Tower Garden® for hyper-locavores: You’re a total locavore at heart but sometimes you’re just too busy to get to the Farmers’ Market. If prefer to have an organic garden in your own backyard the Tower Garden® promises an easy, eco-friendly, way to grow fruits and vegetables even if you don’t have a green thumb. The Tower Garden® is a vertical garden system that uses an advanced form of hydroponics, called aeroponics, to grow “more colorful, better tasting, better smelling, and nutritious fruits and vegetables” in an air and mist environment. The Tower Garden®was first introduced at Epcot and is used in many high profile applications like O’Hare Airport and the NYC restaurant Bell Book & Candle. It recently became available for consumers through Juice Plus+, a fruit and vegetable supplement supplier and is represented locally by Armonk resident Lauren Bernard. Read more.
A cool summer cocktail: Looking for a cool summer drink for your next garden party? At a recent wine tasting at Wine Geeks Armonk, WTD sampled a cool cocktail made with 5 parts white wine, one part gin and one part Crème De Pamplemousse Rose from Giffard Depuis 1885. This liqueur is made from an extract of essential oils found in the skin of a grapefruit. It has a bright aromatic quality that balances the bitterness and tartness of fresh pink grapefruit – a great citrus treat with just a hint of sweetness and a kick from the gin. Throw another shrimp on the Barbie and mix one up! Perfect after the pool, too. (Wine Geeks Armonk, 559 Main St., Armonk; 914.273. 9463; www.winegeeksarmonk.com)
How to water your lawn: Want to reduce your H2O footprint? Here’s a real simple checklist from isustainableearth.com on smart summer lawn maintenance that will prevent you from wasting water:
Water at night or in the early morning to reduce evaporation up to 30%.
Don’t overwater: Your lawn needs only a half-inch of water a week.
Water less often but deeply.
Blowing’ in the wind: High winds can evaporate or blow water away from your target area. Turn the sprinkler off on a windy day.
Don’t water the street: You know you do it. Be more careful.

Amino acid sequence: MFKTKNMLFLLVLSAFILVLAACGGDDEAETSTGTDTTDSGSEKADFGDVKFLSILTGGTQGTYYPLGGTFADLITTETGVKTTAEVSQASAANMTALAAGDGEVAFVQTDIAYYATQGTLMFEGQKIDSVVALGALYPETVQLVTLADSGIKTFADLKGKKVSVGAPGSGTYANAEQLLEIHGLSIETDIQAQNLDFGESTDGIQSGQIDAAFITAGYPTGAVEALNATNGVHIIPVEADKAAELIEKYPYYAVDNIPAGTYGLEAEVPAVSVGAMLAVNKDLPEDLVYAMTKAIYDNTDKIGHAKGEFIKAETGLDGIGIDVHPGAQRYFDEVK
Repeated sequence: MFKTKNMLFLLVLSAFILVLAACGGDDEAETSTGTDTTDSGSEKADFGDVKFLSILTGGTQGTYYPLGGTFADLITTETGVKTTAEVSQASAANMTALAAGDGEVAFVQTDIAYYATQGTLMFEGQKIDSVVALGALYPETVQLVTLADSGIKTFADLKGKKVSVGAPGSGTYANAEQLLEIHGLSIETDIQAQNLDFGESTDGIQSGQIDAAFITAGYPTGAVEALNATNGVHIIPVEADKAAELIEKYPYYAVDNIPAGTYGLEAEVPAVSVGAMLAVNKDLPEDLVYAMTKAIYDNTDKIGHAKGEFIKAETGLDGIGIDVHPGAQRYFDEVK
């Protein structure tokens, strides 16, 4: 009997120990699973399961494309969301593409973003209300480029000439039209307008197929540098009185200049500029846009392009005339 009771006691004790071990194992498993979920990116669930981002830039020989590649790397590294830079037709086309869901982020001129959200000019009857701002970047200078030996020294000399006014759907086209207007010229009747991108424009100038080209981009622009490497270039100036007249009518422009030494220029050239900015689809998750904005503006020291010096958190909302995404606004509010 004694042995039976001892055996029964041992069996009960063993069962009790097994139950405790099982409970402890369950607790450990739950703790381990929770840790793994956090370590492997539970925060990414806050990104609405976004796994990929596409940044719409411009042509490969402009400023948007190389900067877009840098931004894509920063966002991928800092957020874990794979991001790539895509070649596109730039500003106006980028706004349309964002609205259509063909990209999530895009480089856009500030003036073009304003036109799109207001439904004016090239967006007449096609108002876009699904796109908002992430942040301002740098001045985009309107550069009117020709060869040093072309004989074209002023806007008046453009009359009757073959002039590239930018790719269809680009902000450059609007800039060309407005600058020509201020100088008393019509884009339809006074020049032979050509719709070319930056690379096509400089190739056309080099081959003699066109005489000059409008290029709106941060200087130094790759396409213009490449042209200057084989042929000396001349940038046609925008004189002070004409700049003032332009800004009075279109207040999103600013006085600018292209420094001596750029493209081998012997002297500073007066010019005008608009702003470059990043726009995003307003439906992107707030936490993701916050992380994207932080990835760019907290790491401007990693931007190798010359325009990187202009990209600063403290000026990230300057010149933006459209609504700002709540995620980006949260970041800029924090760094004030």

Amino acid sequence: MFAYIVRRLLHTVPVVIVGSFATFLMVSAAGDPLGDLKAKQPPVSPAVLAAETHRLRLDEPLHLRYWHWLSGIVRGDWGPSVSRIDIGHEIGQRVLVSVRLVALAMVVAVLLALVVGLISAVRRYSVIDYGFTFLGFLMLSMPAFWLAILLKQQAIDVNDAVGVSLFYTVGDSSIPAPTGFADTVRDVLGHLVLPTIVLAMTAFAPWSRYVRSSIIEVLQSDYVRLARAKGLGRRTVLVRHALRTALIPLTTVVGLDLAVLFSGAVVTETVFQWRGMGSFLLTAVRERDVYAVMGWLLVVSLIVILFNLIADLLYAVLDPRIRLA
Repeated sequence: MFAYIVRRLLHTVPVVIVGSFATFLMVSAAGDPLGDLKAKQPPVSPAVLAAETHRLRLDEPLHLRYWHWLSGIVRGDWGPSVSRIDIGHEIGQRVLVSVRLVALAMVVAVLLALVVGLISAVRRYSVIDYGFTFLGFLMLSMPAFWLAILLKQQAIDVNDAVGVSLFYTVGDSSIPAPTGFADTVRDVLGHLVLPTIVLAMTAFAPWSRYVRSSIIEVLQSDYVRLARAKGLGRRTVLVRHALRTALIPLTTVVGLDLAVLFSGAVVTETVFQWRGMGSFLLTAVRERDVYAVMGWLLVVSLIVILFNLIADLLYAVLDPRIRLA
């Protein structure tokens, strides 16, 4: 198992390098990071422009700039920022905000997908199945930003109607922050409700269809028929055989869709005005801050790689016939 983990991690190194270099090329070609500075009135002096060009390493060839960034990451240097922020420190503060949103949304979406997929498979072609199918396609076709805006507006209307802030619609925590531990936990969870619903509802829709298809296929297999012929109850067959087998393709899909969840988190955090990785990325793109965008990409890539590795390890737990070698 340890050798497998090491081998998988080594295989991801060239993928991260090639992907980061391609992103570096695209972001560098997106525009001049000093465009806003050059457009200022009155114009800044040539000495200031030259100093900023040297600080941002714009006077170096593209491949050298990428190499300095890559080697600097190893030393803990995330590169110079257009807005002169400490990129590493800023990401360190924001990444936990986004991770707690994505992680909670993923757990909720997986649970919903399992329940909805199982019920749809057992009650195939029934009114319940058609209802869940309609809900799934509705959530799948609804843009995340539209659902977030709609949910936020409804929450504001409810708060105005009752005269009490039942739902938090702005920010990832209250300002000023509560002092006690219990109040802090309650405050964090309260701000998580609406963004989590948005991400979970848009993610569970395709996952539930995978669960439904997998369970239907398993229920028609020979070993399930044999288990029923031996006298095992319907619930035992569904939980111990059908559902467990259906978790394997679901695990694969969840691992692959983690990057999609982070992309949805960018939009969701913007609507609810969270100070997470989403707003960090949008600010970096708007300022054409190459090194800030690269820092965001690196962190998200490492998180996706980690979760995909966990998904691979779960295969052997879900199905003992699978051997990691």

Use rain barrels (like this one from Gaiam) to capture the rain from rooftop gutters and use it to water your garden.
Use native plants: Design your garden with plants that thrive in the local climate.
Sun Safety Tips from the American Cancer Society: According to the American Cancer Society more than 3.5 million cases of skin cancer are reported each year accounting for more than half of all cases of cancer. It is a sobering thought that, according to the National Cancer Institute, the evidence that sunscreens are an effective prevention for skin cancer is “inadequate”. And while acute exposure to the sun, leading to sunburns, is associated with melanoma, cumulative sun exposure (even if you never burn) is a risk factor for nonmelanoma skin cancer.
So, no cutting corners when following these sun safety tips from the American Cancer Society.
Avoid direct sun exposure between 10am and 4pm. (That means breakfast and dinner on the beach – never lunch.)
Follow the Slip, Slop, Slap and Wrap rules:
Slip on a shirt. Cover up with tightly woven protective clothing that you cannot see through.
Slop on Sunscreen (lip balm, too): Use generous amounts (a palmful) of 30 SPF or higher sunscreen 30 minutes before going outside.
Reapply every 2 hours and after swimming, toweling dry or sweating.
Slap on a hat: Wide brimmed please. If you wear a cap, slop on the sunscreen on your neck and ears.
Wrap on sunglasses with 100% UVA and UVB protection.
When its overcast: Slip, Slop, Slap and Wrap on overcast days because UV rays travel through clouds.
Avoid all sources of UV light such as tanning beds and sun lamps.